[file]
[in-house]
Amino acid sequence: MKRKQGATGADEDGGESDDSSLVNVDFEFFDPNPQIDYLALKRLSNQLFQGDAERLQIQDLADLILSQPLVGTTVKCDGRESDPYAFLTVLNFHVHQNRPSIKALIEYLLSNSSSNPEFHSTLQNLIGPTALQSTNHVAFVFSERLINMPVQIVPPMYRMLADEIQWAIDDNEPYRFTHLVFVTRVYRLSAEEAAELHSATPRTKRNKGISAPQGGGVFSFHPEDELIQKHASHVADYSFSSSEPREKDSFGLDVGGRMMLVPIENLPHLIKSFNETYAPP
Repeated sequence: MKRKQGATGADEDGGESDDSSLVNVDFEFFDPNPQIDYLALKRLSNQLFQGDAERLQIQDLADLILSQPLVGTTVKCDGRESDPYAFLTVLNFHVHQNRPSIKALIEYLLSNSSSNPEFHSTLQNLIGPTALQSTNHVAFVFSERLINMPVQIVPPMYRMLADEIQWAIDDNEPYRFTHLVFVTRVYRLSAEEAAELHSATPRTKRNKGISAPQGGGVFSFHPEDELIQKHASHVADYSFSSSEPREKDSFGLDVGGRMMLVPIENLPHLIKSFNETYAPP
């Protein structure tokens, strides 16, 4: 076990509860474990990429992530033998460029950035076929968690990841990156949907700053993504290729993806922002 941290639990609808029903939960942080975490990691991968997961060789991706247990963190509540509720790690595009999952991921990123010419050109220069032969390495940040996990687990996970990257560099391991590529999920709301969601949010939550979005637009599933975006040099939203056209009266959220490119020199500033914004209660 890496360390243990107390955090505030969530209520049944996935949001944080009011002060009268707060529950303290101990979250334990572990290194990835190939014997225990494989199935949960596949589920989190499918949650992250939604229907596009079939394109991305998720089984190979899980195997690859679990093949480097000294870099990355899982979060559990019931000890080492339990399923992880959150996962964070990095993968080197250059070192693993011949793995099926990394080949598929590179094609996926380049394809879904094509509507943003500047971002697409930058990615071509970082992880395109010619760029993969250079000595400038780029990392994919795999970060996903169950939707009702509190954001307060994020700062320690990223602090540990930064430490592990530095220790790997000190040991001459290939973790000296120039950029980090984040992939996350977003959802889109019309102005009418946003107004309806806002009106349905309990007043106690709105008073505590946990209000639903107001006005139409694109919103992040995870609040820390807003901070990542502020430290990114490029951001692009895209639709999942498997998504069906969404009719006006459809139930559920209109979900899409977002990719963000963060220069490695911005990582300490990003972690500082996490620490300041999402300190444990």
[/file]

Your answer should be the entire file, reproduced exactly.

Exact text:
[in-house]
Amino acid sequence: MKRKQGATGADEDGGESDDSSLVNVDFEFFDPNPQIDYLALKRLSNQLFQGDAERLQIQDLADLILSQPLVGTTVKCDGRESDPYAFLTVLNFHVHQNRPSIKALIEYLLSNSSSNPEFHSTLQNLIGPTALQSTNHVAFVFSERLINMPVQIVPPMYRMLADEIQWAIDDNEPYRFTHLVFVTRVYRLSAEEAAELHSATPRTKRNKGISAPQGGGVFSFHPEDELIQKHASHVADYSFSSSEPREKDSFGLDVGGRMMLVPIENLPHLIKSFNETYAPP
Repeated sequence: MKRKQGATGADEDGGESDDSSLVNVDFEFFDPNPQIDYLALKRLSNQLFQGDAERLQIQDLADLILSQPLVGTTVKCDGRESDPYAFLTVLNFHVHQNRPSIKALIEYLLSNSSSNPEFHSTLQNLIGPTALQSTNHVAFVFSERLINMPVQIVPPMYRMLADEIQWAIDDNEPYRFTHLVFVTRVYRLSAEEAAELHSATPRTKRNKGISAPQGGGVFSFHPEDELIQKHASHVADYSFSSSEPREKDSFGLDVGGRMMLVPIENLPHLIKSFNETYAPP
């Protein structure tokens, strides 16, 4: 076990509860474990990429992530033998460029950035076929968690990841990156949907700053993504290729993806922002 941290639990609808029903939960942080975490990691991968997961060789991706247990963190509540509720790690595009999952991921990123010419050109220069032969390495940040996990687990996970990257560099391991590529999920709301969601949010939550979005637009599933975006040099939203056209009266959220490119020199500033914004209660 890496360390243990107390955090505030969530209520049944996935949001944080009011002060009268707060529950303290101990979250334990572990290194990835190939014997225990494989199935949960596949589920989190499918949650992250939604229907596009079939394109991305998720089984190979899980195997690859679990093949480097000294870099990355899982979060559990019931000890080492339990399923992880959150996962964070990095993968080197250059070192693993011949793995099926990394080949598929590179094609996926380049394809879904094509509507943003500047971002697409930058990615071509970082992880395109010619760029993969250079000595400038780029990392994919795999970060996903169950939707009702509190954001307060994020700062320690990223602090540990930064430490592990530095220790790997000190040991001459290939973790000296120039950029980090984040992939996350977003959802889109019309102005009418946003107004309806806002009106349905309990007043106690709105008073505590946990209000639903107001006005139409694109919103992040995870609040820390807003901070990542502020430290990114490029951001692009895209639709999942498997998504069906969404009719006006459809139930559920209109979900899409977002990719963000963060220069490695911005990582300490990003972690500082996490620490300041999402300190444990």